Results from EOs applications indicated that all tested oils had insecticidal activity, with relevant differences in mortality rates, as a function of the oil (F = 154.21, df = 5, P < .0001) and dosage (F = 269.97, df = 5, P < .0001) (Table 3). There was also a significant interaction, dosage × oil (F = 8.51, df = 25, P < .0001). For all tested oils, it was evident that larval mortality was dosage dependent. At the highest dosage (300 ppm), EOs from H. italicum, A. millefolium, and F. vulgare showed a higher mortality than the other three oils, with mortality percentage rates ranging from 98.3 to 100 (Table 4). Bioassays showed that F. vulgare was the most toxic oil against A. albopictus larvae (LC50 = 142.9 and LC90 = 239.2) followed by H. italicum (LC50 = 178.1 and LC90 = 288.6) and by A. millefolium (LC50 = 211.3 and LC90 = 328.0) (Table 5). For this latter EO, a larger dosage (350 ppm) was tested with respect to the other two oils to obtain a mortality of 100% in order to calculate the LC values. A statistically not different toxicity was showed by F. vulgare EO at the dosage rate of 300, 250, and 200 ppm (100%, 98.3%, and 96.7%, respectively) (Table 4). Mortality rates caused by A. millefolium and H. italicum EOs at 250 ppm dose (63.3% and 81.7%, respectively) were not statistically different from each other. At a dosage of 300 ppm, M. communis, R. officinalis, and L. angustifolia showed a significantly lower larval mortality than other oils, with percentage rates ranging from 36.7% to 55%. In fact, M. communis EO induced only a 36.7% larval mortality at higher dosage, a similar rate to those recorded with the same dosage by using R. officinalis and L. angustifolia (51.7% and 55%, respectively). Lastly, for all the tested oils, no significant differences were recorded in larval mortality at the lowest dosage of 50 ppm.

Table 3 Analysis of variance (ANOVA) results of applications of six plant EOs against A. albopictus larvae
Table 4 A. albopictus—results of larvicidal applications of EOs
Table 5 Larvicidal activity of different EOs against fourth-instar larvae of A. albopictus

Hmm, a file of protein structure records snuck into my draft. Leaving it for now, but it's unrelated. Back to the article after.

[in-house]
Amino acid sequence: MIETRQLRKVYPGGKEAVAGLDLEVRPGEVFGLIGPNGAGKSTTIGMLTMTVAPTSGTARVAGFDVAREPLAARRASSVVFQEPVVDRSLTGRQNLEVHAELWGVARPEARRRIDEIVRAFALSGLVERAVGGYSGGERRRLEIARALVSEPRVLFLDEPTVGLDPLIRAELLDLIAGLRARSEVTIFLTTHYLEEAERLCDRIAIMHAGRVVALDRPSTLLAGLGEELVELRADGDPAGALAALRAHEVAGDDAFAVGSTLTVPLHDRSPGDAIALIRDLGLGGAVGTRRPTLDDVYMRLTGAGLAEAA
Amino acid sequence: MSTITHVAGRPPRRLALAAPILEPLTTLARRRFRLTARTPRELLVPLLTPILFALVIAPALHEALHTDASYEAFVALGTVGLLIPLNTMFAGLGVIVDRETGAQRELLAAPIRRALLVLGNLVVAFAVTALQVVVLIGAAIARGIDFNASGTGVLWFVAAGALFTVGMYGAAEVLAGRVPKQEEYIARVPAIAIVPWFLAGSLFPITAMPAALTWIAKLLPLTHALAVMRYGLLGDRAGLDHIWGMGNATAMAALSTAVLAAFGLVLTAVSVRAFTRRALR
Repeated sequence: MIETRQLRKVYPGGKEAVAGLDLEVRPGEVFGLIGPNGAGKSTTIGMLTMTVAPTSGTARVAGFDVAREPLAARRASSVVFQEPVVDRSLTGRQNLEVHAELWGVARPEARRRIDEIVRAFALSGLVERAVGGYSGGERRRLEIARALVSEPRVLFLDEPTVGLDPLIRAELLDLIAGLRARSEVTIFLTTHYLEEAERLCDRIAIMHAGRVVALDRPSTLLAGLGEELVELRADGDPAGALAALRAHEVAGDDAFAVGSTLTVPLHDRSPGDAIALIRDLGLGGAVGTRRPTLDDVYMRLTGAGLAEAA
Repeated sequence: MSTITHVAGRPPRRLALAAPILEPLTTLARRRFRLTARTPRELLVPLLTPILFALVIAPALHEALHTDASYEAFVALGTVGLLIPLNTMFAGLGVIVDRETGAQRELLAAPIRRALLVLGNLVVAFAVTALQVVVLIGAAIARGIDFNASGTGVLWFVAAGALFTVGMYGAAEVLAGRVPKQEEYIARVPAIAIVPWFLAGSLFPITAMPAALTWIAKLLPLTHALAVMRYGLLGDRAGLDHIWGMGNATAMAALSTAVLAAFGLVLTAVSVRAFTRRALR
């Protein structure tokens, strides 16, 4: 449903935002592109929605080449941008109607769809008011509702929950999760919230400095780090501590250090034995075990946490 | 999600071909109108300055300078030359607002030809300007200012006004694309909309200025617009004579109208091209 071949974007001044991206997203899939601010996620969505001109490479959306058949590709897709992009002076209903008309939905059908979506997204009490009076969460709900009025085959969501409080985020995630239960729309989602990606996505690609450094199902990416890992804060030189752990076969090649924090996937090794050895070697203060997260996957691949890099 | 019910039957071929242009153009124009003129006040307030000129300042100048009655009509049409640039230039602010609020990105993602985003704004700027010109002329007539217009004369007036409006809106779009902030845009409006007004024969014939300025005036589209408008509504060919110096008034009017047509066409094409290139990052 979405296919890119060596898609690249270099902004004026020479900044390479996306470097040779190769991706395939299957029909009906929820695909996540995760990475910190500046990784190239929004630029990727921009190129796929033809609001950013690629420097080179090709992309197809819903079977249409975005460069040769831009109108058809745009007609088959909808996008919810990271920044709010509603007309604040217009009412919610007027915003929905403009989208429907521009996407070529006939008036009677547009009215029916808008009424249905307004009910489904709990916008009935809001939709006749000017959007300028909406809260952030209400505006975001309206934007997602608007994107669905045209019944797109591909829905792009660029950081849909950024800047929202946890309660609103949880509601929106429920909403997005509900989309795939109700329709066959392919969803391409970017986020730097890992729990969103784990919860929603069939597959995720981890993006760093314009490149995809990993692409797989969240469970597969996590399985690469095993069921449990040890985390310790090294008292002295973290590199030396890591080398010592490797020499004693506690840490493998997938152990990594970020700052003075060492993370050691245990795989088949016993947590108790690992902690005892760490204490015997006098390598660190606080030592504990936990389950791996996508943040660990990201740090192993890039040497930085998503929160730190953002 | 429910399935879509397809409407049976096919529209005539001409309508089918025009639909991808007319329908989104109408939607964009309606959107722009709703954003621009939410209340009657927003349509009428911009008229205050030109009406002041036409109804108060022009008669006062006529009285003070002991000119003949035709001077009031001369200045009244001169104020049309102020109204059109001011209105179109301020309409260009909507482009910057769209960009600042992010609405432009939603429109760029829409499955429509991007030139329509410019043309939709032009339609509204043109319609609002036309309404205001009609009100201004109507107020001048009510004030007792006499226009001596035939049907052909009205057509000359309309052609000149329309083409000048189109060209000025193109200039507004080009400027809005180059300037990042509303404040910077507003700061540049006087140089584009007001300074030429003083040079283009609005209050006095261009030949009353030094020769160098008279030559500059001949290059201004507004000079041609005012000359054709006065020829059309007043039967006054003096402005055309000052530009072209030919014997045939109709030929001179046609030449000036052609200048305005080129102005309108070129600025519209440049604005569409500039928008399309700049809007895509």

Discussion and conclusions

All the selected Mediterranean plant EOs showed insecticidal activity against A. albopictus larvae, thus widening the spectrum of action of these oils already reported in the literature as effective against several other insect and mite species. It was proved that different mortality responses are a function of both oil type and dosage rate. EOs from H. italicum and A. millefolium showed high toxicity at the highest dosage of 300 ppm, with mortality rates rising to 100%, while F. vulgare EO showed a significant mortality starting from the lower dosage of 200 ppm, therefore suggesting their relatively higher toxicity at lower doses. To date, no data are available on larvicidal mosquito properties of H. italicum EO, while ethanolic extract of A. millefolium showed repelling properties against A. aegypti, with the most active components identified as stachydrine and a phenolic compound pyrocatechol (Tunòn et al. 1994). Jaenson et al. (2006) evidenced that extracts of A. millefolium leaves significantly reduced Aedes mosquito bites in the field in southern Sweden, and, according to our results, (-)-germacrene, β-pinene, sabinene, and α-pinene were identified as the more abundant volatile compounds known to have insecticidal and repellent properties. Our bioassays performed by using fennel extracts substantially confirmed the F. vulgare insecticidal activity already reported in literature against different mites and insects, even though the composition of this EO showed some differences in comparison to the previous studies. As a matter of fact, Mimica-Dukić et al. (2003) reported (E)-anethole (72.27–74.18%), fenchone (11.32–16.35%), and methyl chavicol (3.78–5.29%) as main constituents of the F. vulgare EO, while our analysis showed a higher amount of methyl chavicol (43.5%), a similar content of fenchone (11.8%) and a much lower quantity of (E)-anethole (9.8%). However, this latter component is known to have effective larvicidal activity against mosquito species (Chantraine et al. 1998; Cheng et al. 2004). Traboulsi et al. (2005) showed that extracts of F. vulgare leaves were toxic against Culex pipiens larvae, and terpineol and 1,8-cineole (both not found in our EOs) were the most effective components in repellency tests. Saad et al. (2006) reported a strong miticidal effect of fennel EO, where anethole (47.6%), pinene (11.7%), and 1,8-cineole (10.3%) were the major constituents. It can be noted that α-pinene was present in our fennel EO, while anethole and 1,8-cineole were not detected. Research performed by Lee et al. (2006) suggested that the acaricidal activity of F. vulgare seed EO oil was mainly due to their constituents carvone and naphthalene, but only the former was found at very low level (0.3%) in our oil.